Another crisis that escalated in the past year is the Rohingya refugee crisis. In this Nov. 15, 2017 photo, Rohingya Muslims, who crossed over from Myanmar into Bangladesh, walk with bags of aid handouts at Kutupalong refugee camp in Ukhiya, Bangladesh.
AP/A.M. Ahad
How ASEAN can contribute to Indo-Pacific in 2018
Daniel Chua Wei Boon (philstar.com) - February 21, 2018 - 1:04pm

(APPFI commentary) The Indo-Pacific, as a geopolitical concept, was first coined in 2007 by Gurpreet Khurana in an article published by Strategic Analyses. Referring to the strategic and political space covered by the Indian and Pacific Oceans, the term has since been used in speeches by Japan’s Prime Minister Shinzo Abe in 2007 and US President Donald Trump in 2017. Australia’s 2012 White Paper on the Asian Century applies the concept extensively. The concept of an "Indo-Pacific" thus vacillates between that of a geographical idea and a strategic area. Wedged between the two oceans, Southeast Asia naturally plays a critical role in Indo-Pacific security.

ASEAN celebrated 50 years of its formation in 2017 in the midst of reminiscence of how the organization has grown. Whereas the usefulness of ASEAN continues to be debated, it is quite clear that an Indo-Pacific without ASEAN will not be any better. So how can ASEAN contribute to the Indo-Pacific in 2018? This paper focuses on the agenda of the 2018 ASEAN chair and relates the goals to broader Indo-Pacific affairs. It also discusses what more needs to be done by ASEAN.

ASEAN 2018: Resilience and innovation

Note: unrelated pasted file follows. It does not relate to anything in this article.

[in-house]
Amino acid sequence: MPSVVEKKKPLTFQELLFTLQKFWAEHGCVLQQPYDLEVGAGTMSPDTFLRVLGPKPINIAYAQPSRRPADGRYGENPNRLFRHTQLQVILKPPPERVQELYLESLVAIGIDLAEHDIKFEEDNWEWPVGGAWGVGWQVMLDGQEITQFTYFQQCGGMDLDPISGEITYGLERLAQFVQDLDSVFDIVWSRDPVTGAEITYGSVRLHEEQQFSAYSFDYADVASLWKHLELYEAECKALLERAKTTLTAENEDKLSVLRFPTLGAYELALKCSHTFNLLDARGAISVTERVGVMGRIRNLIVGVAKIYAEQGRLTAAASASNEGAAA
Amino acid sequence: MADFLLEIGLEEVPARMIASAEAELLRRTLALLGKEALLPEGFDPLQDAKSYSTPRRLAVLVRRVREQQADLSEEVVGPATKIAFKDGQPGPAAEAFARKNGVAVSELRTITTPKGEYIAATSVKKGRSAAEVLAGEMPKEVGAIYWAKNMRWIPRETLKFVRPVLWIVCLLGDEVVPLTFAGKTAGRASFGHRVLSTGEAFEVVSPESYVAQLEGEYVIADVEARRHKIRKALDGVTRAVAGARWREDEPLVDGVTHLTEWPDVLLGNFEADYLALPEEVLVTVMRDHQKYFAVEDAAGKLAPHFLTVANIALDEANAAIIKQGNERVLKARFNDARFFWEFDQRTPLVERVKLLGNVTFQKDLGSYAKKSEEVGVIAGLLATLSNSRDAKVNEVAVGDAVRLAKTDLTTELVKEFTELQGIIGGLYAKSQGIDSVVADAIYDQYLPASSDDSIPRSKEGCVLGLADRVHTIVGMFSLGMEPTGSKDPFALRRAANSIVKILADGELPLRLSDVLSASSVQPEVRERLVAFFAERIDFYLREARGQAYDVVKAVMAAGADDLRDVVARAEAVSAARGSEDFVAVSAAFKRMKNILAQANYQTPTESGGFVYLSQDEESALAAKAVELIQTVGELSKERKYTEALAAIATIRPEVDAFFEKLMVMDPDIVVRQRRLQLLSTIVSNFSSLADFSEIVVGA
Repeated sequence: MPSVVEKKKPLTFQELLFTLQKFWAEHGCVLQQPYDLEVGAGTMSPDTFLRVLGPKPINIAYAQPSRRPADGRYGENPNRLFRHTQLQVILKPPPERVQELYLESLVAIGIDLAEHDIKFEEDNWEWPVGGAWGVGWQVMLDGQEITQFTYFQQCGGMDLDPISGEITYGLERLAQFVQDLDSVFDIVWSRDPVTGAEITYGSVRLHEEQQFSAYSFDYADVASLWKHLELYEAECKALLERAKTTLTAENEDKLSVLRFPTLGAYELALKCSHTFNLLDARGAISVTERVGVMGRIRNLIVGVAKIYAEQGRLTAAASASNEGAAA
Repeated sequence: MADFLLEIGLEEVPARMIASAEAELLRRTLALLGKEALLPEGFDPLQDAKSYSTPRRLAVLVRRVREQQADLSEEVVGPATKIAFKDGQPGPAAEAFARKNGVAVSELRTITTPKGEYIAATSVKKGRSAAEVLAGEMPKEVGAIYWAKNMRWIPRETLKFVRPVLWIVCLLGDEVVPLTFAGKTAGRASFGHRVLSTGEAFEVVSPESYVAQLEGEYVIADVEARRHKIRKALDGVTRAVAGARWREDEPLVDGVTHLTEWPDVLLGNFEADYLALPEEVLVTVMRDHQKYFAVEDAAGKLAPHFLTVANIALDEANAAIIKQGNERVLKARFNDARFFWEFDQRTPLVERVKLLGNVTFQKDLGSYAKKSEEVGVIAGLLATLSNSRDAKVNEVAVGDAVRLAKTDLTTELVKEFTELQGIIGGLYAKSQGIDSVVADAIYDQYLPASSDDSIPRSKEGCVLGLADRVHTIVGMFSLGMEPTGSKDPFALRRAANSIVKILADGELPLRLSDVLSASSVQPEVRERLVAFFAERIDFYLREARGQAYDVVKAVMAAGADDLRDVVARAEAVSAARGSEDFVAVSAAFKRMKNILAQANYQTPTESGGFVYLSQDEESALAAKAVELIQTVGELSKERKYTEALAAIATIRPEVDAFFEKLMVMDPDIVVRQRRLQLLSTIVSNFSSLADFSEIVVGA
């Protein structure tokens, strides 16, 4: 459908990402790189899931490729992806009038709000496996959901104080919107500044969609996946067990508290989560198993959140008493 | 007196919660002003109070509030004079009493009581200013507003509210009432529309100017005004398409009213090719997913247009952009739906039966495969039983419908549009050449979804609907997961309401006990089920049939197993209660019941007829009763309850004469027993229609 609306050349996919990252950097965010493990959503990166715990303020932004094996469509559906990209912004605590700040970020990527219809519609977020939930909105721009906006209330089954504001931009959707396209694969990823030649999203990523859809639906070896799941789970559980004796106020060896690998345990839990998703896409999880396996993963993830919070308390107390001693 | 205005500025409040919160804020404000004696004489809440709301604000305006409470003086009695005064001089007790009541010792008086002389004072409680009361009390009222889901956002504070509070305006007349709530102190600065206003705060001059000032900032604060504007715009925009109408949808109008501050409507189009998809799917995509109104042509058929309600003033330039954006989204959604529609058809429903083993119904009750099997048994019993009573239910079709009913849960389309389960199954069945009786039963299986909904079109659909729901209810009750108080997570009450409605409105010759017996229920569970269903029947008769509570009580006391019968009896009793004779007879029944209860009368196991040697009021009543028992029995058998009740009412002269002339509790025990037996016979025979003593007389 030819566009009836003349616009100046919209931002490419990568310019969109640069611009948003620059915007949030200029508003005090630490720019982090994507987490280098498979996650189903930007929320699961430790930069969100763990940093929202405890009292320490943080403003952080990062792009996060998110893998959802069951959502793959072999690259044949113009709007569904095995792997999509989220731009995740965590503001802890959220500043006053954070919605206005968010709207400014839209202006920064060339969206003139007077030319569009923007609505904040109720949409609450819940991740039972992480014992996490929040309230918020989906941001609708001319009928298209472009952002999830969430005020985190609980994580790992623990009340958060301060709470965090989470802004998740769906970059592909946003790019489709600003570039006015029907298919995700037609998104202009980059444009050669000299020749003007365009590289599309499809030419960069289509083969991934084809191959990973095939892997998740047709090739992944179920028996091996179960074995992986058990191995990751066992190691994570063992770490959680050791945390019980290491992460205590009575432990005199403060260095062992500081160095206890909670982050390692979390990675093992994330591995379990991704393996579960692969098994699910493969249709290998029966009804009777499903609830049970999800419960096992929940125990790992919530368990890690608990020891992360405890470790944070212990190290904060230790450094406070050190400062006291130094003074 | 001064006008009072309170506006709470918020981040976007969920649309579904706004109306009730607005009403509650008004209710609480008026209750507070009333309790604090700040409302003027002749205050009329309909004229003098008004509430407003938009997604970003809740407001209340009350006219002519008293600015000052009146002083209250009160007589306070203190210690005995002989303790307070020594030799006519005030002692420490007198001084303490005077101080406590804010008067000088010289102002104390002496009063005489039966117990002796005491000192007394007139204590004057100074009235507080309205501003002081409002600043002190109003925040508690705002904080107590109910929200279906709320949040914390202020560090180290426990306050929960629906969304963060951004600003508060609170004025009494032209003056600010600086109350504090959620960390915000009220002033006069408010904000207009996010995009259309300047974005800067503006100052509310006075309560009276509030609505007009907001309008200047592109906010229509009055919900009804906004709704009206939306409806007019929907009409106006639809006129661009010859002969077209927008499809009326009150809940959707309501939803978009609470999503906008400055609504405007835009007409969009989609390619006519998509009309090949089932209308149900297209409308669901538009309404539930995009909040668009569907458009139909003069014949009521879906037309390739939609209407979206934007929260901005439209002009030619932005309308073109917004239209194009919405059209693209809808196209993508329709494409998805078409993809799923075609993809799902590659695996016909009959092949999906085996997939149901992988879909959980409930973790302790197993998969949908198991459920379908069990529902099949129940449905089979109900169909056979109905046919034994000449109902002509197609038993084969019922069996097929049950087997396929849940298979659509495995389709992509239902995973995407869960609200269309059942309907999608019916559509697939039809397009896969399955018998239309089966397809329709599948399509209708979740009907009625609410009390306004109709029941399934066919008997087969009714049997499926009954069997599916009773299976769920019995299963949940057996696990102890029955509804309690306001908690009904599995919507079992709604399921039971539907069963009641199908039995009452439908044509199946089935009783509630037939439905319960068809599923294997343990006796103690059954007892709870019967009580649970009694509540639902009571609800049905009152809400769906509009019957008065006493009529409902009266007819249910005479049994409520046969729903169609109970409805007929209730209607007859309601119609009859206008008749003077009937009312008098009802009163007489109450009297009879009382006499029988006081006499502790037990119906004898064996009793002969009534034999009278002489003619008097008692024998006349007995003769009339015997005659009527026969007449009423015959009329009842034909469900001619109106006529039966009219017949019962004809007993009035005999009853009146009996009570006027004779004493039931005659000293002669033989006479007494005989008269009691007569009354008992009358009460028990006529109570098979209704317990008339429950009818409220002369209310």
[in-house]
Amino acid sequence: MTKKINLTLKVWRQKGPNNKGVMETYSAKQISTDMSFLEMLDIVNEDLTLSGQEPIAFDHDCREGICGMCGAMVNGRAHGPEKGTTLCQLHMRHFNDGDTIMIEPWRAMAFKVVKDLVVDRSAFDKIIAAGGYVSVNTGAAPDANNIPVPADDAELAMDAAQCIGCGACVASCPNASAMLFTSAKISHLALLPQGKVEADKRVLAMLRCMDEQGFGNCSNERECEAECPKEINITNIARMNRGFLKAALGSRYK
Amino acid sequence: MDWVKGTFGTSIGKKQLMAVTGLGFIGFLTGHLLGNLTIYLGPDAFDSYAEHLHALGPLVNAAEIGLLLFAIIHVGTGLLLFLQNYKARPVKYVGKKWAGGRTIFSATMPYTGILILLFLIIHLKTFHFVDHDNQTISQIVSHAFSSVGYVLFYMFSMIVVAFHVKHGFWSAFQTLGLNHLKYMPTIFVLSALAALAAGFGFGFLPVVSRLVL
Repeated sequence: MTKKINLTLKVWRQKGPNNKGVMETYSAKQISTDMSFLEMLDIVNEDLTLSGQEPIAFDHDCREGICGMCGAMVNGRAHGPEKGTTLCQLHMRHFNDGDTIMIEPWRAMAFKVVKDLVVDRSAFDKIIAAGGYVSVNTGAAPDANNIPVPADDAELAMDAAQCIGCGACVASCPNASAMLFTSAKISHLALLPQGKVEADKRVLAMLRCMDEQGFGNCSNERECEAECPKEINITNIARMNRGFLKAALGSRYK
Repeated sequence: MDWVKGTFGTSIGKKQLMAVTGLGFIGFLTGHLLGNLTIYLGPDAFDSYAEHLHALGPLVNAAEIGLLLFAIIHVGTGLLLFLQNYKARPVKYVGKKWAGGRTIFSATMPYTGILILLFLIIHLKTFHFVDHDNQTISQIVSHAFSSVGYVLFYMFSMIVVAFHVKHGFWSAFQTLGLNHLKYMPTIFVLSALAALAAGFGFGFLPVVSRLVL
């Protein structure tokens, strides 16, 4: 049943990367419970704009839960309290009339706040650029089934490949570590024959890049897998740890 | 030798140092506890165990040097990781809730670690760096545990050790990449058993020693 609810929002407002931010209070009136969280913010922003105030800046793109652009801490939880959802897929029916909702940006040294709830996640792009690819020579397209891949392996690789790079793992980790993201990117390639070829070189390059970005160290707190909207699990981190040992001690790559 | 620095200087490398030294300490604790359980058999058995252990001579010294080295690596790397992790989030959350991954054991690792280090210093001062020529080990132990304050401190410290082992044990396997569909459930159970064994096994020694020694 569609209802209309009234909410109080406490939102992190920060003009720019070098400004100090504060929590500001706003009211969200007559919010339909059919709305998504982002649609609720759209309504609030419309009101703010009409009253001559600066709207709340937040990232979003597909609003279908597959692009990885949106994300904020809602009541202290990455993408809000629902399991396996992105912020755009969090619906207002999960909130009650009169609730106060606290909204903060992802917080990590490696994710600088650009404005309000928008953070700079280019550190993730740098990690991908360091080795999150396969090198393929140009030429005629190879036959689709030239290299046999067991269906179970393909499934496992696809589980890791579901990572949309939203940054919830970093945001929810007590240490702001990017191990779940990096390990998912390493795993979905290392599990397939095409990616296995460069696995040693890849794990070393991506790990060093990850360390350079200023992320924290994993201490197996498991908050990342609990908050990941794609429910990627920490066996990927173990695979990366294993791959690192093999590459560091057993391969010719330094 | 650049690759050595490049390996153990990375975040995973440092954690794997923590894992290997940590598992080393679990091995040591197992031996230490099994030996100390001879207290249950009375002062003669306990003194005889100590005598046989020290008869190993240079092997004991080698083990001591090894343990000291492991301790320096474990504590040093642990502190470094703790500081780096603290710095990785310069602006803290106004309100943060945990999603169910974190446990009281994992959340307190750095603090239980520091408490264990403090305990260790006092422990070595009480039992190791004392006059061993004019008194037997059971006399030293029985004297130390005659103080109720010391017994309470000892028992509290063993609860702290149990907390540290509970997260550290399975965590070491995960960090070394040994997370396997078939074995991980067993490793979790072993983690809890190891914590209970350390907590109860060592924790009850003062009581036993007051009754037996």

The themes of ASEAN under Singapore’s Chairmanship are resilience and innovation. During a media conference, Singapore’s Foreign Minister Vivian Balakrishnan described the region as “undergoing a transition into a multipolar world”, where “a digital revolution is occurring”. He goes on to say that “it’s a time where there is anxiety about jobs, and therefore even the global consensus on free trade is being frayed; and it is also a time when we are all collectively confronting unconventional trans-boundary threats, including terrorism, cybercrime, and climate change”. To overcome these challenges, ASEAN needs to build resilience to withstand these threats through innovative ways.

By resilience, Balakrishnan refers to the ability of ASEAN to stand together and offer assistance to member countries that are facing crisis. The support from ASEAN will not only build confidence among member countries, but also develop unity within ASEAN. The focus on innovation is an acknowledgment that the digital revolution will have an impact on jobs and economic development in the region. The digital revolution brings about opportunities as well as disruptions to ASEAN. Therefore, the association needs to prepare collectively and individually to train the population and build infrastructure that will harness the potential of the digital age.

In response to current Indo-Pacific developments, ASEAN aims to settle the negotiations of the Regional Comprehensive Economic Partnership (RCEP) by 2018. ASEAN will also begin formal negotiations on the Code of Conduct (COC) for the South China Sea. Since January 2018, ASEAN has partially begun the ASEAN Single Window, which facilitates trade within an integrated Southeast Asia. It will launch the ASEAN Smart Cities Network that will facilitate the exchange of best practices, as well as connect start-ups and enterprises within ASEAN and with external partners. In the midst of the digital revolution and economic integration, ASEAN will also deepen cooperation in cybersecurity.

As an institution that promotes free trade, RCEP involves ASEAN and six of its dialogue partners, including Indo-Pacific countries such as China, India and Japan. Once concluded, RCEP will become the biggest free trade agreement and free trade area in the world. ASEAN is at the hub of this grouping of trading partners and provides a market of 630 million people, with a relatively young workforce. The establishment of RCEP will buck the trend of declining commitment to free trade among some leaders in Europe and the United States. The ASEAN Single Window and the Smart Cities Network will enhance economic integration further.